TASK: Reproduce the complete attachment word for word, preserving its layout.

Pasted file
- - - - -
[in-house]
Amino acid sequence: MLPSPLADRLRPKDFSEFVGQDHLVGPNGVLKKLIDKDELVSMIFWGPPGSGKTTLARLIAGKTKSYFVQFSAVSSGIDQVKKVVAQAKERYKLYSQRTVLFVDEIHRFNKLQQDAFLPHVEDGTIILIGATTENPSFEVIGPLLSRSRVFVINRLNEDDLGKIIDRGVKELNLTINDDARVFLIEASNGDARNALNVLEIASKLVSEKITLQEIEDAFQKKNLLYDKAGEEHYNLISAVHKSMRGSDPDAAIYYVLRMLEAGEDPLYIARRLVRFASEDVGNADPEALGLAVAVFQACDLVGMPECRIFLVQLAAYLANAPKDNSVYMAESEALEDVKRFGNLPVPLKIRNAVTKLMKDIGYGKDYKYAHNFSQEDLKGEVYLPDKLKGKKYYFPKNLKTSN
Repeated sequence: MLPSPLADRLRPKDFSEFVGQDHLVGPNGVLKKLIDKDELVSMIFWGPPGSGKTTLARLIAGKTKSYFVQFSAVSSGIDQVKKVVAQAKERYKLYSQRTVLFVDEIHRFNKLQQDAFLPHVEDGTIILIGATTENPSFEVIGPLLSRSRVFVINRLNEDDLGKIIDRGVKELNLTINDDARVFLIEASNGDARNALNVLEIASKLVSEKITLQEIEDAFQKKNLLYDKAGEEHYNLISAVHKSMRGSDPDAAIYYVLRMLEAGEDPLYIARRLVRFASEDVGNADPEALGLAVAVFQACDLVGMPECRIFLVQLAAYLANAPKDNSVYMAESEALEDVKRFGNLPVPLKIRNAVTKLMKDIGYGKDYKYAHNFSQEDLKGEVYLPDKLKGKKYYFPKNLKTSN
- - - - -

[in-house]
Amino acid sequence: MLPSPLADRLRPKDFSEFVGQDHLVGPNGVLKKLIDKDELVSMIFWGPPGSGKTTLARLIAGKTKSYFVQFSAVSSGIDQVKKVVAQAKERYKLYSQRTVLFVDEIHRFNKLQQDAFLPHVEDGTIILIGATTENPSFEVIGPLLSRSRVFVINRLNEDDLGKIIDRGVKELNLTINDDARVFLIEASNGDARNALNVLEIASKLVSEKITLQEIEDAFQKKNLLYDKAGEEHYNLISAVHKSMRGSDPDAAIYYVLRMLEAGEDPLYIARRLVRFASEDVGNADPEALGLAVAVFQACDLVGMPECRIFLVQLAAYLANAPKDNSVYMAESEALEDVKRFGNLPVPLKIRNAVTKLMKDIGYGKDYKYAHNFSQEDLKGEVYLPDKLKGKKYYFPKNLKTSN
Repeated sequence: MLPSPLADRLRPKDFSEFVGQDHLVGPNGVLKKLIDKDELVSMIFWGPPGSGKTTLARLIAGKTKSYFVQFSAVSSGIDQVKKVVAQAKERYKLYSQRTVLFVDEIHRFNKLQQDAFLPHVEDGTIILIGATTENPSFEVIGPLLSRSRVFVINRLNEDDLGKIIDRGVKELNLTINDDARVFLIEASNGDARNALNVLEIASKLVSEKITLQEIEDAFQKKNLLYDKAGEEHYNLISAVHKSMRGSDPDAAIYYVLRMLEAGEDPLYIARRLVRFASEDVGNADPEALGLAVAVFQACDLVGMPECRIFLVQLAAYLANAPKDNSVYMAESEALEDVKRFGNLPVPLKIRNAVTKLMKDIGYGKDYKYAHNFSQEDLKGEVYLPDKLKGKKYYFPKNLKTSN